Sr. Emily served on numerous Music Staff committees—often as chair—for a number of the various choral festivals, cantor conferences, children’s choir festivals, and other music programs the Office for Divine Worship offered throughout the 1970’s and 1980’s. Participants by the hundreds took part in these important events, which contributed significantly to the implementation of the liturgical music reforms that the Vatican Council mandated. Most notably she was a member of the music committee for Chicago’s first papal mass, which was celebrated in 1979 at Grant Park, with Alexander Peloquin conducting and Pope, (now saint), John Paul II presiding. Sr. Emily’s contribution to the musical life of the Archdiocese of Chicago was significant. She hosted numerous workshops at the LaGrange motherhouse making good use of the Noack organ and the distinctive acoustical environment, tuned for the musician’s ear, that she and Mother Walburga worked so hard to create in the motherhouse chapel.
Her generous life of music ministry also included collaboration with her colleague Sr. Mary Ricardo, C.S.J., herself a gifted violinist and teacher. Together they sponsored well-attended Orff and Suzuki summer camps for elementary students that took place year after year. After Emily’s sabbatical in 1993, Sr. Miriam Rose, C.S.J., an accomplished voice teacher, joined Emily and Ricardo. Together they formed a music school offering piano, violin, and voice lessons for the young and the young at heart. The program continued until 2011. Emily was skilled at identifying gifted piano students whom she introduced to organ study. These fortunate students were privileged to experience and explore the splendid chapel instrument. Later in life Sr. Emily went on to direct “The Golden Tones”, a secular choir of elderly residents drawn from the local area. As the years passed, with Emily and her sisters’ welcoming spirit, countless aspiring music students and lovers of the art of music of all ages passed through the doors of the noble LaGrange motherhouse.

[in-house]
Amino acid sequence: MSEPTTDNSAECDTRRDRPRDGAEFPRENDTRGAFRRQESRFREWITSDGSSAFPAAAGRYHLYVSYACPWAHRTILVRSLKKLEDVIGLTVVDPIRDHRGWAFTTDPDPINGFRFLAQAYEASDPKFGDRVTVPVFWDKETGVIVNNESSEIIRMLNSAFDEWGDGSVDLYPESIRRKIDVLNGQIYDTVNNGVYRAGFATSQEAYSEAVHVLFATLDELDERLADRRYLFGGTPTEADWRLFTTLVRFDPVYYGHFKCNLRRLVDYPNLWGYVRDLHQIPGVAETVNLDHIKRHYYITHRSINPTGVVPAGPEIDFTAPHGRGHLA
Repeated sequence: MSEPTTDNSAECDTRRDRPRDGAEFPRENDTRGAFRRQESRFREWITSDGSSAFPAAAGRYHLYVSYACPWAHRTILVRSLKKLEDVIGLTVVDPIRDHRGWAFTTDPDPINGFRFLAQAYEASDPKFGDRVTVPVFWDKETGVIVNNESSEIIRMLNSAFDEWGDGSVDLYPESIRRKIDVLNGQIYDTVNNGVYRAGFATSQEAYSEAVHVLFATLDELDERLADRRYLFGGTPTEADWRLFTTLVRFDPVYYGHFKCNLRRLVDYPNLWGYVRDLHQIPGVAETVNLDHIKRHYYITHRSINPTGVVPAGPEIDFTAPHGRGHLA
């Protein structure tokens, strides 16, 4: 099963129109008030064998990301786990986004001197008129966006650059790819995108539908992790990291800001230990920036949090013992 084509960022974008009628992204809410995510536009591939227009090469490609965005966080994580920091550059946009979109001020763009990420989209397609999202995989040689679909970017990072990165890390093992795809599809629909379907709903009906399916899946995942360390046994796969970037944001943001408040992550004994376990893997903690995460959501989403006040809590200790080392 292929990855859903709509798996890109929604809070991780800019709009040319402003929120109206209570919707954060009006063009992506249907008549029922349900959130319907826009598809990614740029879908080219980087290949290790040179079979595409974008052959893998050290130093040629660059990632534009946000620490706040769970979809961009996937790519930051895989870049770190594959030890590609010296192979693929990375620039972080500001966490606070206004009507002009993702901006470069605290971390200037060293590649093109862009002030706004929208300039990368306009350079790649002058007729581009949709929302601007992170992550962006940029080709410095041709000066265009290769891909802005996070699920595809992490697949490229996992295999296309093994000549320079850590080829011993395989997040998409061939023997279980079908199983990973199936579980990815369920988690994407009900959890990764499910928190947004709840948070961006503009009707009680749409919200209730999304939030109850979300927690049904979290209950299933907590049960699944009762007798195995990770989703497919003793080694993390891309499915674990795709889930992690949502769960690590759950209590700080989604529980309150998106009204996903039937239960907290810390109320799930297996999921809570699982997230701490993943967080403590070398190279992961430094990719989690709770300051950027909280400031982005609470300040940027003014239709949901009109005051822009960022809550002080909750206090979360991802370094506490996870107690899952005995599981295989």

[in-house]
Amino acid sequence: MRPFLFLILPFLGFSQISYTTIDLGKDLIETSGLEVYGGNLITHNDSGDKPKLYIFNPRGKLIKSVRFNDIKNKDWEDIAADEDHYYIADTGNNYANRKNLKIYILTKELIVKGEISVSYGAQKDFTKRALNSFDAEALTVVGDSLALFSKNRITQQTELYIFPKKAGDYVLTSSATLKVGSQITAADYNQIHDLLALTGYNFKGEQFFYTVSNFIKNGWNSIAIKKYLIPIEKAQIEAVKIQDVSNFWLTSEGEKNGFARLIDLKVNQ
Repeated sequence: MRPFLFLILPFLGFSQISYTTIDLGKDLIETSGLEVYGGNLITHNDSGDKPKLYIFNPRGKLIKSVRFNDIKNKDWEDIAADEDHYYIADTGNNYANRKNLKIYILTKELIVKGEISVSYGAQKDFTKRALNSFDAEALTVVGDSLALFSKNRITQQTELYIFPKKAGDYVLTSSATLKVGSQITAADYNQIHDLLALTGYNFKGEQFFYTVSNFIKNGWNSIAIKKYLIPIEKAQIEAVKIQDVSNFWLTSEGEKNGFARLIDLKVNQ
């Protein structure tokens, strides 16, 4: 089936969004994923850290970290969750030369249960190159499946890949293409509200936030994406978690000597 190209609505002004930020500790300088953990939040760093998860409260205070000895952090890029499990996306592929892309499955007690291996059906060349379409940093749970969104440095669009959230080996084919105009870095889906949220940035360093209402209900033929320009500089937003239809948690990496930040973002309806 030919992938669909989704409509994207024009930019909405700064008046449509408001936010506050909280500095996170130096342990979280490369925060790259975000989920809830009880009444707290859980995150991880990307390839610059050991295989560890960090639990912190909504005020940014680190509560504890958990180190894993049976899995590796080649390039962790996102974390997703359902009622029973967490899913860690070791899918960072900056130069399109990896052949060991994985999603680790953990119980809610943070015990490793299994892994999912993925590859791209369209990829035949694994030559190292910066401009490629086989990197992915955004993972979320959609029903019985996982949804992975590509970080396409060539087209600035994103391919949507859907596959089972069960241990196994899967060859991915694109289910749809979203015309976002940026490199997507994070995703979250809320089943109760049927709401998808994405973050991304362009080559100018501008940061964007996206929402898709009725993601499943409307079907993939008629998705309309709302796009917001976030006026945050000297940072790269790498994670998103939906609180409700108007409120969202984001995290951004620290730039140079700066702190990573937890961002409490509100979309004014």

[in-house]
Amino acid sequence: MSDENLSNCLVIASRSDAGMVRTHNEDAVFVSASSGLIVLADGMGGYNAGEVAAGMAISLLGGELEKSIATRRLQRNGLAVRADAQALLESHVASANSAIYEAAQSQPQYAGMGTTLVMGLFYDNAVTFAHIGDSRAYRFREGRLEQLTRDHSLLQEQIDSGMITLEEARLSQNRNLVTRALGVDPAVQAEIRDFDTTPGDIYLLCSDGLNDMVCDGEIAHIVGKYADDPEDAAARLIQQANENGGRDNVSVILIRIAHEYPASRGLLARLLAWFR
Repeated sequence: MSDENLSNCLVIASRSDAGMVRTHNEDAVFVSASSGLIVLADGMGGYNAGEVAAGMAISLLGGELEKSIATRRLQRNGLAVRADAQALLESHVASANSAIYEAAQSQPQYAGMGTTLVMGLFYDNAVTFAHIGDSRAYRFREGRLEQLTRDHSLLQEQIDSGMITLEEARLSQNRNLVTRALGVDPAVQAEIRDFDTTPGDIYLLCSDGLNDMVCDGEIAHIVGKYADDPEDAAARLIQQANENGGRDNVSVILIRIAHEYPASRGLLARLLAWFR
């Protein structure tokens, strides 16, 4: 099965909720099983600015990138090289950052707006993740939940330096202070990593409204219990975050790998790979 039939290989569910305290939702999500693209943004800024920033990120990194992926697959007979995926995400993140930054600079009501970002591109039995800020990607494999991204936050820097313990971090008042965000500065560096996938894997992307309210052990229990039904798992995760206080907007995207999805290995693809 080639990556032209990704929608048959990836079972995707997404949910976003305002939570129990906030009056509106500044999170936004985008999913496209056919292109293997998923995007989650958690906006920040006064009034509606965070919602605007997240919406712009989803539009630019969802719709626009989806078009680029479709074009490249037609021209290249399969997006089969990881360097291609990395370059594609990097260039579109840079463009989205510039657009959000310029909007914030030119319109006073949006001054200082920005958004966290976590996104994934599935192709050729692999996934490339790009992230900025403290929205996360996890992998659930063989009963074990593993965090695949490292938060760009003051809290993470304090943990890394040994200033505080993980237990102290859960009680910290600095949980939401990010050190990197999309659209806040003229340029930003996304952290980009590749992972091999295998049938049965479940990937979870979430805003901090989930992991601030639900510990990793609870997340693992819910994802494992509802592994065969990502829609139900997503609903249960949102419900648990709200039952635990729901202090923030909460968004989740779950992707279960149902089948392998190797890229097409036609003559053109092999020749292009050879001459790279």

The list of music Emily requested for her funeral was more than a collection of her favorite songs. Selections were identified by liturgical season and the final selections were determined as appropriate for Ordinary Time when her funeral took place. She also requested organ accompaniment and left instructions that the assembly was to be offered the privilege of singing ALL the verses of the various hymns! The choir consisted of singers from Our Lady of the Woods Church in Orland Park, Illinois, Infant Jesus of Prague Church in Flossmoor, Illinois, and members of the St. Joseph community all under the direction of Emily’s dear friend Nancy Schoenberg. Numerous other friends from around the Archdiocese joined in the music making including the cantor, Christine Tamani, a long-time friend and fellow member of the Music Staff. Fr. Robert Oldershaw, the founding chair of the Music Staff, offered the final commendation as composer Steve Janco led the assembly in his rendition of “Saints of God”.
Tribute prepared by Michael A. Cymbala with help from the Congregation of The Sisters of St. Joseph, LaGrange, Illinois.